Construction Workers Stumbled Upon a 68-Million-Year-Old Triceratops Fossil in Colorado

Dr. Tyler Lyson, curator of paleontology at the Denver Museum of Nature & Science, brushes dirt away from a newly uncovered horned dinosaur fossil at a construction site in Highlands Ranch, Colorado.
Dr. Tyler Lyson, curator of paleontology at the Denver Museum of Nature & Science, brushes dirt away from a newly uncovered horned dinosaur fossil at a construction site in Highlands Ranch, Colorado.
© DMNS/Rick Wicker

In May 2019, a construction crew working outside Denver, Colorado uncovered what appeared to be the fossilized remains of a dinosaur. As The Denver Post reports, paleontologists have traced the bones back to triceratops—the three-horned dinosaur that walked the Earth more than 65 million years ago.

The construction workers were digging up land in Highlands Ranch near the Wind Crest retirement center when they struck upon the fossils. The partial skeleton they found includes a limb bone and several ribs.

After studying the remains, paleontologists from the Denver Museum of Nature & Science confirmed that they once belonged to an adult triceratops. The rock layer containing the fossil was dated 65 million to 68 million years old. Triceratops went extinct 65 million years ago at the end of the Cretaceous period—they were among the last dinosaurs alive leading up to the mass extinction event that killed them.

After stumbling upon the prehistoric specimen, the construction team and Wind Crest have agreed to allow the museum to fully excavate the site in search of more bones. Meanwhile, the uncovered fossils have been wrapped in burlap and plaster and transported to the Denver museum to be examined further.

The exciting find isn't a first for Colorado. Triceratops accounts for most of the fossils found in the state. In 2017, a different construction crew working near Denver discovered a skeleton of the dinosaur that included its skull.

[h/t The Denver Post]

The Fossil of a Human-Sized Penguin Has Been Unearthed in New Zealand

DurkTalsma/iStock via Getty Images
DurkTalsma/iStock via Getty Images

Penguins are known for looking cute and cuddly, but if the monster penguins of the Paleocene epoch were still around today, they might have developed a different reputation. As The Guardian reports, the fossil of a new species of one of these giant prehistoric penguins was recently discovered in New Zealand, and scientists say it would have gone head-to-head with many adult humans.

The bird, dubbed Crossvallia waiparensis, stood about 5 feet 3 inches tall and weighed about 175 pounds. For comparison, emperor penguins weigh up to 88 pounds and can reach 3 feet 8 inches in height. The prehistoric bird waddled the Earth some time between 66 and 56 million years ago—shortly after the mass extinction event that wiped out the dinosaurs and marine reptiles, which were probably its main predators.

An amateur paleontologist named Leigh Love discovered the creature's fossilized leg bones on New Zealand's South Island. From those fossils alone, a team of scientists from the Canterbury Museum in New Zealand and the Senckenberg natural history museum in Germany were able to estimate the penguin's height and weight and determine that it belonged to a previously undiscovered species. The large leg bones also indicate that the animal was more reliant on its feet for paddling through the water than the penguins of today.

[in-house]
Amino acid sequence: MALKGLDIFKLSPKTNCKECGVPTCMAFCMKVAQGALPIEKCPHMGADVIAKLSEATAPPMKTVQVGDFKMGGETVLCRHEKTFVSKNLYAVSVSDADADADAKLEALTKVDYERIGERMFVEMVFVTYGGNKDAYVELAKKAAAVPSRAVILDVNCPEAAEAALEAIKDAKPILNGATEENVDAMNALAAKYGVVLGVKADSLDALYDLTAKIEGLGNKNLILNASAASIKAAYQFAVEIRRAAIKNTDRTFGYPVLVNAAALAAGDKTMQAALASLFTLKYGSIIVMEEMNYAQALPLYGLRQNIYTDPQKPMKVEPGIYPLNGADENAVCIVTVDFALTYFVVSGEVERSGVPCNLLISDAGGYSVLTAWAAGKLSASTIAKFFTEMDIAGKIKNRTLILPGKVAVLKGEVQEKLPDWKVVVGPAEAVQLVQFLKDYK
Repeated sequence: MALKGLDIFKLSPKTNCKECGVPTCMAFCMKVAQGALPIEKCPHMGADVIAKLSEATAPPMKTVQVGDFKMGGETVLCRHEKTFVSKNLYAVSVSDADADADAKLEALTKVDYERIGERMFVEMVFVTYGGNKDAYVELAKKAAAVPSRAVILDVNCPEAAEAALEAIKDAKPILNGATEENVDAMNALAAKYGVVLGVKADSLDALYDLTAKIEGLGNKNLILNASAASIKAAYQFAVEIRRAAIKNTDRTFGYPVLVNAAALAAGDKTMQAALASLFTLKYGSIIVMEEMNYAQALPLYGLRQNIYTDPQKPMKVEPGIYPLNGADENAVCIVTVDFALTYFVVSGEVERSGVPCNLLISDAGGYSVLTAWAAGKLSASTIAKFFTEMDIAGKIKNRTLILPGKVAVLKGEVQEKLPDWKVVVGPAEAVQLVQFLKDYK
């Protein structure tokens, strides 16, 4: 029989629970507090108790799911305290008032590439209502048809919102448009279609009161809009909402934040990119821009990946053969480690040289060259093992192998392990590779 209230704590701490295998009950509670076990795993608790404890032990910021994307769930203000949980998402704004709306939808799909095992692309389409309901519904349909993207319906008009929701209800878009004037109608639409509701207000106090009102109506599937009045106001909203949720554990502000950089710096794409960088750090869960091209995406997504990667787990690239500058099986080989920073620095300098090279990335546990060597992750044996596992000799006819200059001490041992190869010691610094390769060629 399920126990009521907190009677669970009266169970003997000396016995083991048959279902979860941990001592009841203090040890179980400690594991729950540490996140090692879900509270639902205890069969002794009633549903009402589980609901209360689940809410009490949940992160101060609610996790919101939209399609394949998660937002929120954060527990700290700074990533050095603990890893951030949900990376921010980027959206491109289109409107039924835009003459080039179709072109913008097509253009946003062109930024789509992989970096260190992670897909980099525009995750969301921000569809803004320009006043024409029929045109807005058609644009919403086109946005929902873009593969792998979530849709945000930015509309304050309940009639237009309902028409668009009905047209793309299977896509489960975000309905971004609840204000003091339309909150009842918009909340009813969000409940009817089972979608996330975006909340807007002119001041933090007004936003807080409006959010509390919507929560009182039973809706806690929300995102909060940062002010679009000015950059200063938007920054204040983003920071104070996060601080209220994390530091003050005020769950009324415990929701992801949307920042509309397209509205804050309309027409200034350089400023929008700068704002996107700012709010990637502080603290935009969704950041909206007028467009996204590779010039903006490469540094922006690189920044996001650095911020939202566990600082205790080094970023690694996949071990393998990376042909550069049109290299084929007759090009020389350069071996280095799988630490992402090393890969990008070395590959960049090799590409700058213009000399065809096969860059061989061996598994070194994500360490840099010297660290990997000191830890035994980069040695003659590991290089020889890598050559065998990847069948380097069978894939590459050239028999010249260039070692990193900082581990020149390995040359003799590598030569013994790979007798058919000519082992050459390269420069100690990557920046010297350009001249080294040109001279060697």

Crossvallia waiparensis is massive by today's penguin standards, but it's not even the largest prehistoric penguin that we know of. When carnivorous reptiles began disappearing from the world's oceans, the waters opened up for new predators like penguins to flourish. Kumimanu biceae is estimated to have weighed about 223 pounds; Palaeeudyptes klekowskii may have weighed 253 pounds and stretched 6 feet 5 inches long.

[h/t The Guardian]

Scientists Are Creating a 3D Model of an 18th-Century ‘Vampire Witch’ Who Was Tortured to Death

Tonkovic/iStock via Getty Images
Tonkovic/iStock via Getty Images

In 2014, archaeologists uncovered a skeleton in Kamień Pomorski, Poland, with a brick wedged in its mouth and stakes driven through its legs. They believed the man was put to death in the 18th century because townspeople thought he was a vampire.

Now, genetic and forensic analysis has shown that the vampire burial site didn't contain a man at all: It was a 5-foot-6-inch, blue-eyed, blonde woman who was at least 65 years old when she died. Newsweek reports that scientists at the Pomeranian Medical University in Szczecin, Poland are now making a 3D computer model of the woman’s skull, which they plan to use to recreate what her face looked like.

The Forensics Genetics Unit at the university will then build her face on a physical model from layers of plastic material and reveal it to the public within the next few months. Andrzej Ossowski, the head of the unit, told the website Science in Poland that he hopes a museum might display the rendering. “We want to show that with the help of modern methods, we are able to replace skeletons that are very common in museums with 3D models based on research,” he said.

He said that townspeople may have killed the woman because they thought she was a witch, and they gave her an “anti-vampiric” burial to prevent her from rising from her grave à la Nosferatu. The brick in her mouth was meant to weigh her down—in other burials a sickle might have been placed across the neck of the body, which would slit the revenant's throat should it try to rise.

We often think of Salem when it comes to witch trials, but they were common throughout Europe before the 19th century, and archaeologists have discovered “anti-vampiric” graves in Poland, Bulgaria, and Italy. Wondering if you might have qualified as a witch during the 17th-century period of Puritan paranoia? Find out here.

[h/t Newsweek]

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